Keep an eye on discussions at http://www.channel4.com/culture/microsites/N/novel/index.html. `The Story of the Novel’ was first broadcast on Channel 4 in June 2007. The website promises on-going discussion of the novel, past, present and future. It contains a useful glossary of literary terms and a time-line of developments in the novel form. (Be warned: I shall know if you use its `Bluffer’s Guide’ in essays.)
which is the on-line version of an article published in the Saturday Review section of the Guardian on 23rd June 2007. Well-known novelists describe the memorable novels they have read whilst travelling. You may be able to use these accounts as a model for writing about your own experience of reading, along with those provided by Francis Spufford in The Child the Books Built, and by Alberto Manguel in the first and last chapters of A History of Reading. (See Bibliography.)
Become familiar with various dictionaries and glossaries of literary terms, and dictionaries of social thought and ideas. You will often want to know what a critic or a literary theorist means by `Romanticism’, `point-of-view’, `voice’, `character’ (the list is endless) and I particularly recommend M. H. Abrams’ Glossary f Literary Terms (most recent edition). Some of his definitions have been extracted and are easy to find on-line. The New Fontana Dictionary of Modern Thought is invaluable for defining all manner of modern concept and idea.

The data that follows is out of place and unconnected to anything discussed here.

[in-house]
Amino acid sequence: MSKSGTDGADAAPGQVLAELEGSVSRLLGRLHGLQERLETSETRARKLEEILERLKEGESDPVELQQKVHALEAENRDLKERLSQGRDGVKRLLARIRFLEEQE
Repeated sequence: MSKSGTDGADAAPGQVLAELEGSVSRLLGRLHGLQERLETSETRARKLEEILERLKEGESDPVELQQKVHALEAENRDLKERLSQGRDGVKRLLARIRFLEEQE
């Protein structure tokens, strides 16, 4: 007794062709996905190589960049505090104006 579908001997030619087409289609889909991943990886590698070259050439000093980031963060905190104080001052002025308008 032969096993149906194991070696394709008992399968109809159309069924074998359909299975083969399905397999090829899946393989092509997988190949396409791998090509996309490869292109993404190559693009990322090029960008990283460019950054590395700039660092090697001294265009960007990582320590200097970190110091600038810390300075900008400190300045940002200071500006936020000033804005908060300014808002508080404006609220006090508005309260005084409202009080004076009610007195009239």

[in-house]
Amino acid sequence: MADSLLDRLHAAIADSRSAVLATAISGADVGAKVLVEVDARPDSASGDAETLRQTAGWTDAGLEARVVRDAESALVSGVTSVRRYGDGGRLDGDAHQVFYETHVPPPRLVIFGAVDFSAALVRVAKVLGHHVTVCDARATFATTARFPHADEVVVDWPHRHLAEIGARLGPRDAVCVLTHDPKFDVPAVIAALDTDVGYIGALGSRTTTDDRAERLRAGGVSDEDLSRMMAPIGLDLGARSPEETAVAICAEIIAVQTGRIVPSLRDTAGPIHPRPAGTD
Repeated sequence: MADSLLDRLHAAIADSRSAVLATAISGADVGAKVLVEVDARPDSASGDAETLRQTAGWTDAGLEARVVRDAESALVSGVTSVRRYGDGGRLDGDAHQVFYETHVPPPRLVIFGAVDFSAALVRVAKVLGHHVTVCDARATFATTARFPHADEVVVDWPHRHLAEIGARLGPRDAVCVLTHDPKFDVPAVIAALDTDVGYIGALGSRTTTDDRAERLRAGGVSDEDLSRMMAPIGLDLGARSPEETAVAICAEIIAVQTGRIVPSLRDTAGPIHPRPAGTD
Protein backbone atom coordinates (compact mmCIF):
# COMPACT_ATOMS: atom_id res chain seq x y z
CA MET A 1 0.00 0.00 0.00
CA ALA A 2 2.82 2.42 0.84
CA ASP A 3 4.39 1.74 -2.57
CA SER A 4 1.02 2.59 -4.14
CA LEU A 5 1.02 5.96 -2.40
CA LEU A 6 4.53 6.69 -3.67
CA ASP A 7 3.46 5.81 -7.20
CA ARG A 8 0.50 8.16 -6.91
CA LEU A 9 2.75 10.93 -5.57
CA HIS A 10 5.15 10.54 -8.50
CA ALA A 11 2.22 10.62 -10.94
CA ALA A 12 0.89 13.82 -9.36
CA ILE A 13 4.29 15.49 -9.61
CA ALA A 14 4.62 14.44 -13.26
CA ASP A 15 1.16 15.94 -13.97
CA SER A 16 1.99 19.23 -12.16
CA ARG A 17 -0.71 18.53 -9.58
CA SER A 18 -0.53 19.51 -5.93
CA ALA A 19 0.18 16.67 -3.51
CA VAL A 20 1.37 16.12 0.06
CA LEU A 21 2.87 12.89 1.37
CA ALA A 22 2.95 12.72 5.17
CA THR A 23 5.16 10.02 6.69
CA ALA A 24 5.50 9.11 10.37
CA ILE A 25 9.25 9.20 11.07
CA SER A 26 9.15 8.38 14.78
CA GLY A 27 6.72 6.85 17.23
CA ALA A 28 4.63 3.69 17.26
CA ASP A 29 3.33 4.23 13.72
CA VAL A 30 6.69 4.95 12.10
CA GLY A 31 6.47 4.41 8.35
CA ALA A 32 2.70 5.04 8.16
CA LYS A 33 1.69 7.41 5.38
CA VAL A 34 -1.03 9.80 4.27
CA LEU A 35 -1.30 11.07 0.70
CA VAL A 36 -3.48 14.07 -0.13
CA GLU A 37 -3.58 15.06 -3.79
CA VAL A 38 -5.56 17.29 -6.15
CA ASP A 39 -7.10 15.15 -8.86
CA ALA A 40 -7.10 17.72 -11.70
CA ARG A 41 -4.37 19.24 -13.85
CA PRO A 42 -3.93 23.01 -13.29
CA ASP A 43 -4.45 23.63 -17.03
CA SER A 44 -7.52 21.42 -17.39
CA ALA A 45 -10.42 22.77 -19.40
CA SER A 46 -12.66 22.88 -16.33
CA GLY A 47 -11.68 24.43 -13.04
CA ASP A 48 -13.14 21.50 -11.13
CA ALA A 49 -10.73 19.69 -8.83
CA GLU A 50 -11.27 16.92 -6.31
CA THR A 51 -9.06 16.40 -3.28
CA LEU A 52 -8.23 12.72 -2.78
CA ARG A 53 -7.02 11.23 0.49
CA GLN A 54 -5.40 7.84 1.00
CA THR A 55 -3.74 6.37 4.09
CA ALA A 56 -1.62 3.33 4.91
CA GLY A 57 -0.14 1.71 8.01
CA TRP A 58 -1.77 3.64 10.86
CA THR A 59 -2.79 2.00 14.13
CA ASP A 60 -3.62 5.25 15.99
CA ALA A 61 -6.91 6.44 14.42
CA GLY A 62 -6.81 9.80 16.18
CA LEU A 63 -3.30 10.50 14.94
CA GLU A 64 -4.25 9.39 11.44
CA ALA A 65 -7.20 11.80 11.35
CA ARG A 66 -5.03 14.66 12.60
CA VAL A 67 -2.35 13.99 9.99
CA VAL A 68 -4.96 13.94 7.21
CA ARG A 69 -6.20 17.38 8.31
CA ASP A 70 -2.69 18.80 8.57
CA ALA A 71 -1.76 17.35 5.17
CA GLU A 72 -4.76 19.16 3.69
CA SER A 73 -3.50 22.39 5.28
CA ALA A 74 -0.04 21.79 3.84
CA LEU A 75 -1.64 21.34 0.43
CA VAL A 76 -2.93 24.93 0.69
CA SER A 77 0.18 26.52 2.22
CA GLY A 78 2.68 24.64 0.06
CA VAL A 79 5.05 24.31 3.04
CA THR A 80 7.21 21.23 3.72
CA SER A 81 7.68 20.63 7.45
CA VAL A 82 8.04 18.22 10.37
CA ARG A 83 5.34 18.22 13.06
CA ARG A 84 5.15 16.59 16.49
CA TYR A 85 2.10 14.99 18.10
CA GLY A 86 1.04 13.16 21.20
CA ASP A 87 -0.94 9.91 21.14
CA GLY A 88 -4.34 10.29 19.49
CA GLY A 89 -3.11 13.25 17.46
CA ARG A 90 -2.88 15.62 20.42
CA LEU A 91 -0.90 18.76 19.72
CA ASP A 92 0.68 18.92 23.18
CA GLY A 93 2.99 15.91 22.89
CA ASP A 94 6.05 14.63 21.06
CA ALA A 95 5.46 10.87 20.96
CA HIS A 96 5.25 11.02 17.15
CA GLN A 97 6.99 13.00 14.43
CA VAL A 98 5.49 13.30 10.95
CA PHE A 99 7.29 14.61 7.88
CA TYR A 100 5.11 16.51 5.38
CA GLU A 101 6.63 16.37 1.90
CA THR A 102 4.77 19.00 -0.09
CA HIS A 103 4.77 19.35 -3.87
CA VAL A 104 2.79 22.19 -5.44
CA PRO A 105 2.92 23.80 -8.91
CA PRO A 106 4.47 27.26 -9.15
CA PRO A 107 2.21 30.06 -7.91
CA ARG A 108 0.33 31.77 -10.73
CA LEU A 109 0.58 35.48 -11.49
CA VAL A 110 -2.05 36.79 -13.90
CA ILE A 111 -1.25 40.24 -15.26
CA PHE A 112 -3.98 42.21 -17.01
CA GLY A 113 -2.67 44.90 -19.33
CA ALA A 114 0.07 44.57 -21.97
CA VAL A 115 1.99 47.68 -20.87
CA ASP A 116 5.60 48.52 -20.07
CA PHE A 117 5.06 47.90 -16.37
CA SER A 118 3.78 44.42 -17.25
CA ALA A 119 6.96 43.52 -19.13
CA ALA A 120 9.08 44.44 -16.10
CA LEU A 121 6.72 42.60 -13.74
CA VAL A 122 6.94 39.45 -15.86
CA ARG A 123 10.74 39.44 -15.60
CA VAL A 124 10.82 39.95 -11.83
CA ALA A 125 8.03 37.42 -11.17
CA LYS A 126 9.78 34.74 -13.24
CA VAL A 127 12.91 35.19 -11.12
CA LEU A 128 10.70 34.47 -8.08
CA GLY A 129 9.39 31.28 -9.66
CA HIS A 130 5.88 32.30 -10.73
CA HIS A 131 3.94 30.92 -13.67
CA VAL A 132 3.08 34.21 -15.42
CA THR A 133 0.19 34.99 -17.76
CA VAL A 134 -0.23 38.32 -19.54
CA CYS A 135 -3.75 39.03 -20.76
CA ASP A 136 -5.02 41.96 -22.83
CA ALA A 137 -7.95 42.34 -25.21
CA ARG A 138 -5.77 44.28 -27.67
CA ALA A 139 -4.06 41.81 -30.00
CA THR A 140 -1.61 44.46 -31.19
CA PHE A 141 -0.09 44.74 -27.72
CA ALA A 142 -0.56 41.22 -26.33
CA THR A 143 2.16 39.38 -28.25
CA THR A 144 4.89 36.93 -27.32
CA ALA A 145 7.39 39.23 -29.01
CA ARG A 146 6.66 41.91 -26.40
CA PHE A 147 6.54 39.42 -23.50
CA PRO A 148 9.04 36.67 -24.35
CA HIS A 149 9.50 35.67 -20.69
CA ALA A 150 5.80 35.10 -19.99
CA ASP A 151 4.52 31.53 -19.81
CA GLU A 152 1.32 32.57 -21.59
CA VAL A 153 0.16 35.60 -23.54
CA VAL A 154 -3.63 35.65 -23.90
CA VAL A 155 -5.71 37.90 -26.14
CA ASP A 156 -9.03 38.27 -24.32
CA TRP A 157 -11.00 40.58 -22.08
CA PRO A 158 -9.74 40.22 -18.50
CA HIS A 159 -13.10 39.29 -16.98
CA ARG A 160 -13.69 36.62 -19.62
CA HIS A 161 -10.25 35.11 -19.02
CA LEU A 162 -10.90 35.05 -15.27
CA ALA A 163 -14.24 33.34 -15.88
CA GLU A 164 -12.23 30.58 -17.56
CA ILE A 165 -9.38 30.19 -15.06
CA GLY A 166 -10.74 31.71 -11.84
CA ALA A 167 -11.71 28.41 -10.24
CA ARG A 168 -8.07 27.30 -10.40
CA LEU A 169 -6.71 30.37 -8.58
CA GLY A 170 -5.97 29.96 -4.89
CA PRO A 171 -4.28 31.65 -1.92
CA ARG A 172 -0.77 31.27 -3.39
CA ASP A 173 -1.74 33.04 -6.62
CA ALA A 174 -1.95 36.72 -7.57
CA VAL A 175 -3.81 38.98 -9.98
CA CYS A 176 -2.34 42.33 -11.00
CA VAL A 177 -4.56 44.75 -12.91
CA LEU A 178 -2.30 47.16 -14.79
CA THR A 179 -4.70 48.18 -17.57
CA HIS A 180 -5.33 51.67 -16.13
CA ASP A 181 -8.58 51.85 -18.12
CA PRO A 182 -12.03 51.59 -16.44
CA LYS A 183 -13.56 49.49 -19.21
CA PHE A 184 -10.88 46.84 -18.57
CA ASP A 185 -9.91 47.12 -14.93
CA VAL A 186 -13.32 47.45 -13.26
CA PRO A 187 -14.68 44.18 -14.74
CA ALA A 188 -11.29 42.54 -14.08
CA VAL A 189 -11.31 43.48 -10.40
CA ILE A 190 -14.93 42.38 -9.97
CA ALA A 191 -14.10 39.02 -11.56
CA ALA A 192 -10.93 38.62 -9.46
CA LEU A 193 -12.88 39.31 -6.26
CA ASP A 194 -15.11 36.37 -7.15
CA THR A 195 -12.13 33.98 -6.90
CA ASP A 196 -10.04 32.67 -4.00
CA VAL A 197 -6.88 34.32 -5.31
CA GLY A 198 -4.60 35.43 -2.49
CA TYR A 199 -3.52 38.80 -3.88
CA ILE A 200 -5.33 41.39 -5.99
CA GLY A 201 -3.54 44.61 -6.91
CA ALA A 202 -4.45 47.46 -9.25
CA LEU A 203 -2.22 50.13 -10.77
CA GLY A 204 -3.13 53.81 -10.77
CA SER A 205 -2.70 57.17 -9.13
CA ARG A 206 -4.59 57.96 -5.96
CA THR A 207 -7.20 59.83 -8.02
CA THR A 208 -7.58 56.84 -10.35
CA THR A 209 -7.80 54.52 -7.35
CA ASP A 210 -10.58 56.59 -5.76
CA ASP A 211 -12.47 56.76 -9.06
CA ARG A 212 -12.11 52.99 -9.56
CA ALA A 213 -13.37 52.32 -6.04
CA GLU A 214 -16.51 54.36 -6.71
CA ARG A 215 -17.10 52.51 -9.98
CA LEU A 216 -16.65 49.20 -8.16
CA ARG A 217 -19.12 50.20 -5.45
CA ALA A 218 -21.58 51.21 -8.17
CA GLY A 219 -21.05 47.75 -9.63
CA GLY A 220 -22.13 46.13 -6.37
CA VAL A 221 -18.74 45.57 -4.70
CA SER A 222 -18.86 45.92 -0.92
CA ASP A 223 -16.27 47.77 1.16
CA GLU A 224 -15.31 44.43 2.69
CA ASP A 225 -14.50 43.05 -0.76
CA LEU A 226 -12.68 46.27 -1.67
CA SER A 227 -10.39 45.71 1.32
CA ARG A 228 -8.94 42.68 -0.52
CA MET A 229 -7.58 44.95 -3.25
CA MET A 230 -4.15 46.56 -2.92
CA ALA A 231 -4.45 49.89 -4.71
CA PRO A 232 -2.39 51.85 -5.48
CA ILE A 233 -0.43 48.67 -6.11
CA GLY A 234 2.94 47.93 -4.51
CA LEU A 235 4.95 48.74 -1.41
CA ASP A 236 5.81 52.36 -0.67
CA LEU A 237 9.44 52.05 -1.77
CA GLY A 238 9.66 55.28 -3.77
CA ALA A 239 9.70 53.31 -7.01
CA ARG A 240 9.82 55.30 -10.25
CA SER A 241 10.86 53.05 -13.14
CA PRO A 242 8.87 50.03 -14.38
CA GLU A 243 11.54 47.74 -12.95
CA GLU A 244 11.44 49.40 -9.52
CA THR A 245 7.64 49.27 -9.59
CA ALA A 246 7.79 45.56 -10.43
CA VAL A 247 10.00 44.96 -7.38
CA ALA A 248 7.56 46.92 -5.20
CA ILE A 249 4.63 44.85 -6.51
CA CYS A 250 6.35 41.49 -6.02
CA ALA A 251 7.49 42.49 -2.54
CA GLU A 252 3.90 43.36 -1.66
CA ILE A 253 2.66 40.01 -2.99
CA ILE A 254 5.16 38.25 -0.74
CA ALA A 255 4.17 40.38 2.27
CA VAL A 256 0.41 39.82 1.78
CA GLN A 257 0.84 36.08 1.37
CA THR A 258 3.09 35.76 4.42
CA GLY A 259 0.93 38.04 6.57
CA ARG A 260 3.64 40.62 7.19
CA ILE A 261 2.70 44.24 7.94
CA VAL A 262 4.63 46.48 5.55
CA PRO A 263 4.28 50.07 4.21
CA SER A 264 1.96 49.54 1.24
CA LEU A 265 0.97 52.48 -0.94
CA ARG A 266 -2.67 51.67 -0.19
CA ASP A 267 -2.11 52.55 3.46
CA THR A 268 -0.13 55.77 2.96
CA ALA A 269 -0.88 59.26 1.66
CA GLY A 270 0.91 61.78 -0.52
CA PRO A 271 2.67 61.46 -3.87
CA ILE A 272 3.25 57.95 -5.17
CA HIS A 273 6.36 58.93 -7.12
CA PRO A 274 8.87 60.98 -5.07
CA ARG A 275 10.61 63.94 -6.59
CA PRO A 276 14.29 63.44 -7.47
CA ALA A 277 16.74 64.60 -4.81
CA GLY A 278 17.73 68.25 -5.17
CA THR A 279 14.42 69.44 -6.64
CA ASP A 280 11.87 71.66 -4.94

Listen to the radio and read the newspapers. Radio 4 broadcasts frequent reviews and discussions of the novel (`Front Row’, `Saturday Review’, `In Our Time’, `A Good Read’, `Radio 4 Bookclub’). The broadsheet Sunday review sections will help you keep up with recent publications. John Mullan’s column, the `Guardian Book Club’ in the Saturday edition of the paper is revealing of how modern readers are `taught’ to read novels. Make it a habit to look through The Times Literary Supplement (weekly) and the London Review of Books (fortnightly) for reviews of novels when you visit the Library.